Individuals close to the person can provide support and assistance in implementing informed choice. For orientation and other important meetings, the individual could bring a family member to help with understanding the information, remembering the next steps in the process, and asking questions. In some cultures, individuals naturally rely heavily on the support of their families throughout the decision-making process.

This strategy works best when the family is a neutral party. When the family is not neutral or not available, client connectors, mentors, advocates, a buddy system, and peer support groups can be used. One project used a mentor paid by the project who served as a job coach, moved with the individual through a series of short-term work experiences, and provided continuity of feedback to the individual, family, and others working with the individual. The mentor was recruited through a local literacy council. (AR) A peer group of individuals with disabilities may have extensive experiential knowledge that, when shared, becomes a resource for others to use in gathering and analyzing information and making decisions. Individuals with disabilities have an understanding about how they learned to do certain processes and may be able to provide information in a way that another individual with a disability is more likely to understand.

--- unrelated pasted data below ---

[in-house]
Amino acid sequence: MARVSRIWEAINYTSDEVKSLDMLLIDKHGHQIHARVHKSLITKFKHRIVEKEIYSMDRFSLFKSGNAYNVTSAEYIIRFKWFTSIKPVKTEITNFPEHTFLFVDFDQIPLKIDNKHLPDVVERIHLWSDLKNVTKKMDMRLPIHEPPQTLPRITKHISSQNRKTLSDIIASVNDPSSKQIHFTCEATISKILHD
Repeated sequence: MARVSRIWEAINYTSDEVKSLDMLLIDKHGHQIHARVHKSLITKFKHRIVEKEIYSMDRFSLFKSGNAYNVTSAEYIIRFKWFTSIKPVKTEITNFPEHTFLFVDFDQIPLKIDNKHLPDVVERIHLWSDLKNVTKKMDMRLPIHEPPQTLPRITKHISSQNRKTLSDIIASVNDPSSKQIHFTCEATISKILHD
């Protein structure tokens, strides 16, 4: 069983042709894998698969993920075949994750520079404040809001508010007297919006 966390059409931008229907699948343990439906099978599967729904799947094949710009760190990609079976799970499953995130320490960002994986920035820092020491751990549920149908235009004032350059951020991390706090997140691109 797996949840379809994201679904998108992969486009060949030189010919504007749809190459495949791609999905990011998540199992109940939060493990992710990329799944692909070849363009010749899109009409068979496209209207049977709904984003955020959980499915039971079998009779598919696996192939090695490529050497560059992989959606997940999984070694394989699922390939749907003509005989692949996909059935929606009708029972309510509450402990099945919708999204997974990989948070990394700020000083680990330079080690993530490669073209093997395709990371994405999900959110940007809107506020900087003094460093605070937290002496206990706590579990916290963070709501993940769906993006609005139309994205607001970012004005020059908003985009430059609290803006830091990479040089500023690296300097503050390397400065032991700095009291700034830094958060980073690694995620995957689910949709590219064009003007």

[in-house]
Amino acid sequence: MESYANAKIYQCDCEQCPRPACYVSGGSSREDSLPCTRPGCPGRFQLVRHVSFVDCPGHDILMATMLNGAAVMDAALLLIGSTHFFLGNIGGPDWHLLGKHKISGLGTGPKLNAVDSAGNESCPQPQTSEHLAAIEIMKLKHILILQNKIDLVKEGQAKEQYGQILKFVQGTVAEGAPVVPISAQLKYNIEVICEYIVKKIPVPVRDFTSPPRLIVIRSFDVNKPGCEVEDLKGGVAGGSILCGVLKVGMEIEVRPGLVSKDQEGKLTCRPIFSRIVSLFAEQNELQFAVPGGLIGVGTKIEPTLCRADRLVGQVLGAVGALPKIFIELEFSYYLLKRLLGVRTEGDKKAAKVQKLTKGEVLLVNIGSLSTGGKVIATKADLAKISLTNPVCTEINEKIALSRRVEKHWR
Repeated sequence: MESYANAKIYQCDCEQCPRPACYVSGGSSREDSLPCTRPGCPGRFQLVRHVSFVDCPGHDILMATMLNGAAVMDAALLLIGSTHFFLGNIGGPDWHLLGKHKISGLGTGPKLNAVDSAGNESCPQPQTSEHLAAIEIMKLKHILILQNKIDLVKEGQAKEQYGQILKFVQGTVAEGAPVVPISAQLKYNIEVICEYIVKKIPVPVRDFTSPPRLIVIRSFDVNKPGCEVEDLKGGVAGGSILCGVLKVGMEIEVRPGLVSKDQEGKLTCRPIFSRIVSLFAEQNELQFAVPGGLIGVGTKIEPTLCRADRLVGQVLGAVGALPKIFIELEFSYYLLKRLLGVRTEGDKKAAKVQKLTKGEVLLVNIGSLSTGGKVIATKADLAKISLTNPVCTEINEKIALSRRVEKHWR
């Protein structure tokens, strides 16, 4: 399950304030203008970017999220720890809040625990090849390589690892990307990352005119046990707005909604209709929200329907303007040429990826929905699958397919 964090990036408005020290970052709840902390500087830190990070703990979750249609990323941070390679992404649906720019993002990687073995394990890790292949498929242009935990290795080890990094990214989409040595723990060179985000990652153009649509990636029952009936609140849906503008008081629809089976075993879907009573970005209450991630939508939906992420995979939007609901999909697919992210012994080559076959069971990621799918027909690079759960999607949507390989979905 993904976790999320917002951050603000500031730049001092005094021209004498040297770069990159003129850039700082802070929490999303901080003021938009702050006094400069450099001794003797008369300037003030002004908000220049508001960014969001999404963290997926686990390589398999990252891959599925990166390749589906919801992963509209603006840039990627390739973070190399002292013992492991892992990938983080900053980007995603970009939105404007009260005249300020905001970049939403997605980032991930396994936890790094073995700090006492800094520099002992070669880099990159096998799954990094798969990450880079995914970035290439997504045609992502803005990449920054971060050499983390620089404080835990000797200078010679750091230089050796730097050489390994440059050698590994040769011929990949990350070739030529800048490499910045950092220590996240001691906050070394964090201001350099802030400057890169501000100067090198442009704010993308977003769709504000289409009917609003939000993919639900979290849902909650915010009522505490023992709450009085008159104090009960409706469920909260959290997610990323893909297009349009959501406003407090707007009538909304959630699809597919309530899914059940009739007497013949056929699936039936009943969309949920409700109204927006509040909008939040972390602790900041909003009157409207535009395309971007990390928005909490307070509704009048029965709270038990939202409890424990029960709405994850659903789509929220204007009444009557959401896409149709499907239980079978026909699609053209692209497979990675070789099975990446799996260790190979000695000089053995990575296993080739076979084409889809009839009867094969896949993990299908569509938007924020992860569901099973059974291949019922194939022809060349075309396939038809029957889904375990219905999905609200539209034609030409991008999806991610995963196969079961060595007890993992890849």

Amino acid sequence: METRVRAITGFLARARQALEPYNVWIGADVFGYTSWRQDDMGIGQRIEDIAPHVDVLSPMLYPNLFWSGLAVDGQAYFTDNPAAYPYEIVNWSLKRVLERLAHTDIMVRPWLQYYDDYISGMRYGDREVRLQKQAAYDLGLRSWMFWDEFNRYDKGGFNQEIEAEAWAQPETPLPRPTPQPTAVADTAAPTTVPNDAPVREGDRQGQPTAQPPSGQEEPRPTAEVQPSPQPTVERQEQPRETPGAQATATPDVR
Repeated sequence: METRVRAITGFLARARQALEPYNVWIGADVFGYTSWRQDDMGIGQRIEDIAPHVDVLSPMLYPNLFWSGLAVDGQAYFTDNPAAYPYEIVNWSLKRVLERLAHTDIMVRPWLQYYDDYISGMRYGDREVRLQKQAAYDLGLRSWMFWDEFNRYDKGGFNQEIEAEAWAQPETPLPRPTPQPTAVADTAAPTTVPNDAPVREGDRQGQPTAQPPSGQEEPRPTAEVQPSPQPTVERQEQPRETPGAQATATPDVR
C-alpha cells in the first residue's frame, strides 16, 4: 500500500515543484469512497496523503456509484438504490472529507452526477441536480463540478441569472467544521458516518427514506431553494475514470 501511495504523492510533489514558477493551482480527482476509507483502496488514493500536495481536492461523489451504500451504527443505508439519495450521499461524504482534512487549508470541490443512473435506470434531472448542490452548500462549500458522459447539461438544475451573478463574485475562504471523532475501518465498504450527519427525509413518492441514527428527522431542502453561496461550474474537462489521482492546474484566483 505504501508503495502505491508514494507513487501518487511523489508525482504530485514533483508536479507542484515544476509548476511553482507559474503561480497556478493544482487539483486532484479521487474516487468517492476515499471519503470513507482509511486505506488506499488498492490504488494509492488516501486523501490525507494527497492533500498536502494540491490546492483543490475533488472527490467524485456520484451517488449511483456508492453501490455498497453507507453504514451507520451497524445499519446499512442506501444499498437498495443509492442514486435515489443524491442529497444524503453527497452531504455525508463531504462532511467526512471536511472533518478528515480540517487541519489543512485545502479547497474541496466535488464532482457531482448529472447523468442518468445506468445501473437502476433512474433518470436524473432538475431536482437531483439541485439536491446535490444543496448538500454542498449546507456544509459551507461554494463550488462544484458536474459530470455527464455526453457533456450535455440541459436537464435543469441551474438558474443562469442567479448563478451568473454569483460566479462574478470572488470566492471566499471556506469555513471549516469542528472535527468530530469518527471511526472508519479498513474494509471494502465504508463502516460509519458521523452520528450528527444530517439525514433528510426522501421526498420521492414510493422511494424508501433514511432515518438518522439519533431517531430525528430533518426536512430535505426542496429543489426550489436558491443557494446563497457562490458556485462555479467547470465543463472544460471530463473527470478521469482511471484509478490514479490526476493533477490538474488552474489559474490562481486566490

The VR counselor also plays a key supportive role by following up with the individual frequently to see how they are doing and by modifying or developing strategies to help the person improve their planning and decision-making skills.

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Simplifying Information

Access to appropriate information allows an individual to identify opportunities and solutions to problems, assess strengths and weaknesses, ask appropriate questions, locate resources, and, if necessary, advocate effectively. Access to appropriate information allows an individual to influence, and to be influenced by, the vocational rehabilitation planning process. For individuals with cognitive impairments, access to the information necessary for implementing informed choice can be achieved by breaking information down, taking more time for information gathering, using simpler language, symbols, and tangible methods of conveying information, and providing supports and accommodations.